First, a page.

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2015: A Memoir in Moments

I know a new year doesn’t really change things.  And 365 days is both long and short in terms of time and space and all that can happen or not happen.  There’s no way to possibly keep all the promises you’ll make, or see all your plans through.  There’s no way to fully anticipate all that life will bring, good and bad.  Still, it’s hard not to feel hopeful when a new year approaches.  A fresh start, even if only imagined, makes it seem like change is possible, and maybe whatever the current state of affairs is, it’s not permanent, for better or worse.  So here’s a look back on my 2015.

Here’s what happened in 2015: I visited friends and family and South Dakota, was sort of fired, found a job I love, was admitted to and started an MPH program, decided to apply to law school, took the LSAT, was admitted to law school, Duke won the national title, the Broncos lost in the playoffs in winter and in the fall lost Peyton Manning to injury, everyone got older, friends got engaged and married, babies were born, I burned my hand, and the Hawks made the Rose Bowl.  I felt inspired, defeated, elated, saved, and lost.  I was kicked when I was down and lifted up by love.  My dad died.

My dad died.

2015 will always be the year my dad died.  I want to simultaneously leave his death in 2015 and take it with me to all the years ahead.  I want to hold on and let go.  I don’t want the experience of losing him to either define me or the year, or to be minimized by anything else past, present, or future.  It’s been a year of gray, of paradox, of sorting out every possible feeling imaginable, all in conflict with one another.  In all that transpired in 2015, reflection has been synonymous with regret.  And I like regret, I think it’s useful.  I’ve never been one to say I don’t regret anything, because without the mistake of “x” I wouldn’t have gotten to “y”.  Maybe I love “y”, but that doesn’t mean I don’t wish I had done things differently with “x.”  Regret is okay, it doesn’t diminish anything that came after, good or bad, it just is.  But damn it’s heavy.  It doesn’t allow for a flowery retelling of events, or rose colored glasses.  It doesn’t allow you to make the most of something, to find the good, or the silver lining.  There is no fucking silver lining.  Everything is in perfect HD, with nothing to conceal or gloss over all the missed opportunities, words unspoken that you wish would’ve been, or words or actions you would like to take back…it’s all out there, undeniable and permanent.  The feeling of regret is not to blame, it’s all the action and inaction that caused it.  If you don’t use it to inspire forward motion, you’ll be stuck forever.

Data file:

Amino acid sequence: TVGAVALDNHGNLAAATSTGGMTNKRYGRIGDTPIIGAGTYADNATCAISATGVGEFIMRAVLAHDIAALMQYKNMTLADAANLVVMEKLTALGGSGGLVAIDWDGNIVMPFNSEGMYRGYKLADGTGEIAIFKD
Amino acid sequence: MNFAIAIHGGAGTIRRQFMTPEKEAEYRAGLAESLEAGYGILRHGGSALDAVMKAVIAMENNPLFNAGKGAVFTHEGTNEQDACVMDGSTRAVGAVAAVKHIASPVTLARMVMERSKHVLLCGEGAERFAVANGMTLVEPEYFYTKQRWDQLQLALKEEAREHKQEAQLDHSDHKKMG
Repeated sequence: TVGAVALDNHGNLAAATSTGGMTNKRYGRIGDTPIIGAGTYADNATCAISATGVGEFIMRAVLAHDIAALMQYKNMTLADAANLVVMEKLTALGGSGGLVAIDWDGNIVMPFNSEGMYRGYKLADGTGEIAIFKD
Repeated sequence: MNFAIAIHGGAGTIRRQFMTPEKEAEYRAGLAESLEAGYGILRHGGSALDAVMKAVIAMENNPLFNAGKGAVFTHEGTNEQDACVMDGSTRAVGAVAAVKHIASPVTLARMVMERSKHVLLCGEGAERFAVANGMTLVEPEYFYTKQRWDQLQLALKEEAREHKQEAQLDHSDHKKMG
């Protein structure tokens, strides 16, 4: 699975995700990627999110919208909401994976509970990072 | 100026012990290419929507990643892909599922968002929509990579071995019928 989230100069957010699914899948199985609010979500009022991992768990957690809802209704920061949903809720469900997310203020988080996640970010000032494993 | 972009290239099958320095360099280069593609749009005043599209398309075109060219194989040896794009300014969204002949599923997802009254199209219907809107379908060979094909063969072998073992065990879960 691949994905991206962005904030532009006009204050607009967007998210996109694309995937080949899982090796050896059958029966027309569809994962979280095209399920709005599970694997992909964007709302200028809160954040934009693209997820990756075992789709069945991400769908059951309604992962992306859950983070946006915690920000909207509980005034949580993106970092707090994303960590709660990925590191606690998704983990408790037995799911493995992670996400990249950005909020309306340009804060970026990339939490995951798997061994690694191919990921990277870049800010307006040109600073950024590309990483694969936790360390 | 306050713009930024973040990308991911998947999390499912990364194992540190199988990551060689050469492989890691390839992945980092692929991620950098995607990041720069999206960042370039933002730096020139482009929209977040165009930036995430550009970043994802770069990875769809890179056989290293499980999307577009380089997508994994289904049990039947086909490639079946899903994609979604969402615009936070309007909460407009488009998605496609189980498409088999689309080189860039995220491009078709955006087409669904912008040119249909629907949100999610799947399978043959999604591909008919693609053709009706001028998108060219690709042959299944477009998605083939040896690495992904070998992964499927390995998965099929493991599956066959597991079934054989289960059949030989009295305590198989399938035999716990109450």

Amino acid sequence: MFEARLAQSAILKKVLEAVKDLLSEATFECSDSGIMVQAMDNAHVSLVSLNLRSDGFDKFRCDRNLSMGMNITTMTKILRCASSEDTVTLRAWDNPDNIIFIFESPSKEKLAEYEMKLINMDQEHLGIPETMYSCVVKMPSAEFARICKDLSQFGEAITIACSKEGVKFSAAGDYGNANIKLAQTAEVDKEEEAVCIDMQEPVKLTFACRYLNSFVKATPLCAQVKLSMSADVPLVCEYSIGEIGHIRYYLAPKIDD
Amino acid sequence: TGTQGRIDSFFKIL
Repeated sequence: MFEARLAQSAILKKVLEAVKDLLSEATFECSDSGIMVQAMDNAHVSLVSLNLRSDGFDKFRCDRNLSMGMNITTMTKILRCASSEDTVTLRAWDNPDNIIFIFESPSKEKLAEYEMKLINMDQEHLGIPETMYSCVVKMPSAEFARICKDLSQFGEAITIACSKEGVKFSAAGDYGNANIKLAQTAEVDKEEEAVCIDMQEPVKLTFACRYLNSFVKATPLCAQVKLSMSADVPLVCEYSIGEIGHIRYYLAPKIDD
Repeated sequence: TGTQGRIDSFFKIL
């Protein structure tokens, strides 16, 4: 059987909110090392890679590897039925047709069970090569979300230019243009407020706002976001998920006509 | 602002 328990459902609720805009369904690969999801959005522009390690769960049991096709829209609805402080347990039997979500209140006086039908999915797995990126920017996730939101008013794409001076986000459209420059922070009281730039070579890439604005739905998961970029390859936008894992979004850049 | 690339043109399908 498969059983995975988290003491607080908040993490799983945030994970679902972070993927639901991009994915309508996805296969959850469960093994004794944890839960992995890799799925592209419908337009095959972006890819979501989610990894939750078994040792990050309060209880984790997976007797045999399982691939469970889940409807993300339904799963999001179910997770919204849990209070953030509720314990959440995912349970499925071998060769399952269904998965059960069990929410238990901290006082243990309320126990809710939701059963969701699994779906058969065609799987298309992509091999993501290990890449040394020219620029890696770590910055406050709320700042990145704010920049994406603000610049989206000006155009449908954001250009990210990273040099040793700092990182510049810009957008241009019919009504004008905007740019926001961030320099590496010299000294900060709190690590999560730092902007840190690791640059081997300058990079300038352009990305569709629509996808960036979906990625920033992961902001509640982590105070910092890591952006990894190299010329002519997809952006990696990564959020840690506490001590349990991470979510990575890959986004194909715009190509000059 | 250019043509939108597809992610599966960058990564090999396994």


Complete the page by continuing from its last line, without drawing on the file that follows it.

I remember my high school Spanish teacher saying that he would want to die slowly, of a long, drawn out illness.  So that he would know the end was coming and would have time to say goodbye.  I think he experienced that with his mother.  I’m not so sure.  I’ve had this conversation with friends who have also lost a parent and though our experiences are vastly different, the grief overwhelms us all.  I’ve tried so hard to quantify this grief, this loss, to measure it out and neatly package it into some perfectly understood experience with life lessons definitively drawn out.  It doesn’t work that way.  Though I’m an adult, a parent even, I feel so childishly naive sometimes.

I’m learning to grieve.  I think I am anyway.  I find this practice akin to working out in some ways, which ties nicely to a new year’s analogy.  With grief you actually have to make time for it, like exercise.  No one tells you that.  You have to do it.  You have to find what works for you and make it a priority.  There are always excuses, of course.  It’s something new that I’m trying to fit in to my life, which is already in motion and routine and defined by other obligations and rituals.  I’m in a constant state of contemplation with this goal and I can’t seem to move forward.  I have a three-year old.  I read a tweet the other day that said, “80% of parenting is yelling through a locked bathroom door.”  I have to get up damn early to take a shower uninterrupted.  I get roughly 5 minutes alone in the car between daycare and work.  I don’t have time to grieve.  Yet, grief keeps finding me.  It’s like catching yourself in the mirror and noticing your butt is a little more jiggly than before, or suddenly you’re buying pants the next size up.  How the fuck did that happen?  Grief finds me all the time and it’s super inconvenient.  Necessary, I know.  So I guess if I have any resolution this year that would be it.  To grieve. Uplifting, huh?